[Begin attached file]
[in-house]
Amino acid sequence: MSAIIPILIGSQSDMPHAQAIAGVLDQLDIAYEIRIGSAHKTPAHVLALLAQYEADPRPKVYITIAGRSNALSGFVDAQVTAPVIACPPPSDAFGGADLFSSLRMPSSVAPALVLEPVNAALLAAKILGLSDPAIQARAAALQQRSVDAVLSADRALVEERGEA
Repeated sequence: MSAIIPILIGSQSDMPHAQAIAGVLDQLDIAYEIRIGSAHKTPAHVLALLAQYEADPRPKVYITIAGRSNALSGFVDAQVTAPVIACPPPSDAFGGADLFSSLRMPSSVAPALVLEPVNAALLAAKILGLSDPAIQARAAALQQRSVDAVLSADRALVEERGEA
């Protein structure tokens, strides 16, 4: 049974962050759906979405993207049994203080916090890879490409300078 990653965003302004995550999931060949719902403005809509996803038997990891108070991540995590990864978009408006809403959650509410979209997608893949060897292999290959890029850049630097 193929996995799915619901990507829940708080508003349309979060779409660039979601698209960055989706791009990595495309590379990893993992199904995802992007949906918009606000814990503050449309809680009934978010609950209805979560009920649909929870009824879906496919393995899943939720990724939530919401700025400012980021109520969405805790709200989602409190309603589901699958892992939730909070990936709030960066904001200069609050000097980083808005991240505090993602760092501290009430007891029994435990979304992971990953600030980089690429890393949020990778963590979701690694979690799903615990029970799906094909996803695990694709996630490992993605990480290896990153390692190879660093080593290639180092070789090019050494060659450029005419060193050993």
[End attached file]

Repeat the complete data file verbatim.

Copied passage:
[in-house]
Amino acid sequence: MSAIIPILIGSQSDMPHAQAIAGVLDQLDIAYEIRIGSAHKTPAHVLALLAQYEADPRPKVYITIAGRSNALSGFVDAQVTAPVIACPPPSDAFGGADLFSSLRMPSSVAPALVLEPVNAALLAAKILGLSDPAIQARAAALQQRSVDAVLSADRALVEERGEA
Repeated sequence: MSAIIPILIGSQSDMPHAQAIAGVLDQLDIAYEIRIGSAHKTPAHVLALLAQYEADPRPKVYITIAGRSNALSGFVDAQVTAPVIACPPPSDAFGGADLFSSLRMPSSVAPALVLEPVNAALLAAKILGLSDPAIQARAAALQQRSVDAVLSADRALVEERGEA
């Protein structure tokens, strides 16, 4: 049974962050759906979405993207049994203080916090890879490409300078 990653965003302004995550999931060949719902403005809509996803038997990891108070991540995590990864978009408006809403959650509410979209997608893949060897292999290959890029850049630097 193929996995799915619901990507829940708080508003349309979060779409660039979601698209960055989706791009990595495309590379990893993992199904995802992007949906918009606000814990503050449309809680009934978010609950209805979560009920649909929870009824879906496919393995899943939720990724939530919401700025400012980021109520969405805790709200989602409190309603589901699958892992939730909070990936709030960066904001200069609050000097980083808005991240505090993602760092501290009430007891029994435990979304992971990953600030980089690429890393949020990778963590979701690694979690799903615990029970799906094909996803695990694709996630490992993605990480290896990153390692190879660093080593290639180092070789090019050494060659450029005419060193050993």